Wow Garry,

I know that I like to kick-start my brain by getting 'into' a list problem/challenge 
in the (London) mornings,
but today I'm completely beaten. Thanks for the broad explanation, which is probably 
quite meaningful, but I'm
not into breeding (could that statement be misunderstood?) and so don't understand the 
terminology, but let's
soldier on...

Can I request some db-speak please? You already have a tbl (or more). So let's start 
by asking for the table
definitions

Do you already have some SQL as a 'first attempt'? Could you also post that, together 
with a note about its
short-comings/what needs to be added? That would also assist (my, feeble) 
comprehension.

Usually in this sort of problem, the trick is to work out how to order/group the data, 
and then bearing in mind
the various table-relationships, organise the join(s) and apply the requisite 
statistical functions. (that's the
fun part)

(if you haven't got anything started yet) Along with the definitions, how about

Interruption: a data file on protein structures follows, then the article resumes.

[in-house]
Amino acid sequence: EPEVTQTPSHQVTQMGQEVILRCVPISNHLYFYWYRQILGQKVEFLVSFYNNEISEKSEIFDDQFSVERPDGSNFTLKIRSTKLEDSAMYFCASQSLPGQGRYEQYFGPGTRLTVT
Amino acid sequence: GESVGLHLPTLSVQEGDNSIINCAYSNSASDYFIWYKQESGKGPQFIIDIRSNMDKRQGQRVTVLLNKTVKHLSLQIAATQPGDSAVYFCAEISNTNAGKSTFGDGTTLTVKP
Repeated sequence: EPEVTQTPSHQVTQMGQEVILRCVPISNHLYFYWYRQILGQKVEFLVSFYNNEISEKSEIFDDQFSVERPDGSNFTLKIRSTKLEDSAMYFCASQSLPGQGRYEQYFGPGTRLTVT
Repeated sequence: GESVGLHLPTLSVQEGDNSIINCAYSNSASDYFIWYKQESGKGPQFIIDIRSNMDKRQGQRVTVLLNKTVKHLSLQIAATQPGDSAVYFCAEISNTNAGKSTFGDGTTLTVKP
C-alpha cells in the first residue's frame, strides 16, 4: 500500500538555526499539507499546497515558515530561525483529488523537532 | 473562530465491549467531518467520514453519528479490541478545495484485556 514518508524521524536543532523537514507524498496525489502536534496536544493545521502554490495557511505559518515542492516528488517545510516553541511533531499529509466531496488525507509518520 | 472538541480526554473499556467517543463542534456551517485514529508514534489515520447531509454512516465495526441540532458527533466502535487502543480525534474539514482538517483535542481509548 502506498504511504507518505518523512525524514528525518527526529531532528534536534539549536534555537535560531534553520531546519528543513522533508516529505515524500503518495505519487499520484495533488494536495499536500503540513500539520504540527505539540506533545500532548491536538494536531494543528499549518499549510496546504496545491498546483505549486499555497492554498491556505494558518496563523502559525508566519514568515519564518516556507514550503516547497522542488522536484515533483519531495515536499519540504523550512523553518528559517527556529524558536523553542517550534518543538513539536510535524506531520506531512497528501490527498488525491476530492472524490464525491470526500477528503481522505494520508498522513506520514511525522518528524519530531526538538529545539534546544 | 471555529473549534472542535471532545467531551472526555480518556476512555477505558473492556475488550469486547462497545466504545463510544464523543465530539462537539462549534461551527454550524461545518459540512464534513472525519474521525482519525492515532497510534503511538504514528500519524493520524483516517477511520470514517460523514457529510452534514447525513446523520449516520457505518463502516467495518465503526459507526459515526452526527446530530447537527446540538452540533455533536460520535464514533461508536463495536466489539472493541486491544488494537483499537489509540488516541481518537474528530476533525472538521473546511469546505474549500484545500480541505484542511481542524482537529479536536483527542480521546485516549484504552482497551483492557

starting a SELECT by listing the
data you want to see, filling in the FROM clause, and then skipping to the WHERE 
clause and putting in the last
or last-two criteria, eg the year/date-range to be used in the analysis - well do what 
you can/makes sense to
you, so far.

That might be enough to 'inspire' a solution - or start us on the way...

Please advise,
=dn



> Hi All,
>
> I have a problem working out a suitable algorithm either in PHP or MySQL.
>
> Basically I have a DB that keeps track of breeding records. Each record
> has a paired data, and a split-up date.
>
> I need to generate some statistics to work out average numbers of pairs
> per month, averaged on a daily basis, for a given start and stop date,
> typically a year or year-to-date.
>
> All the algorithms I can think of are messy, where I have to loop through
> all the breeding records for every day of the year, and count how many
> pairs are breeding by seeing if the date is between the start and stop
> dates, and then average that on a monthly basis. I can't see
> that scaling very well, as there might be several hundred breeding records
> for a given year, multiplied by 365 days.
>
> Has anyone any hints/pointers for an efficient way to do this?
>
> Regards,
>     Garry.
>
>
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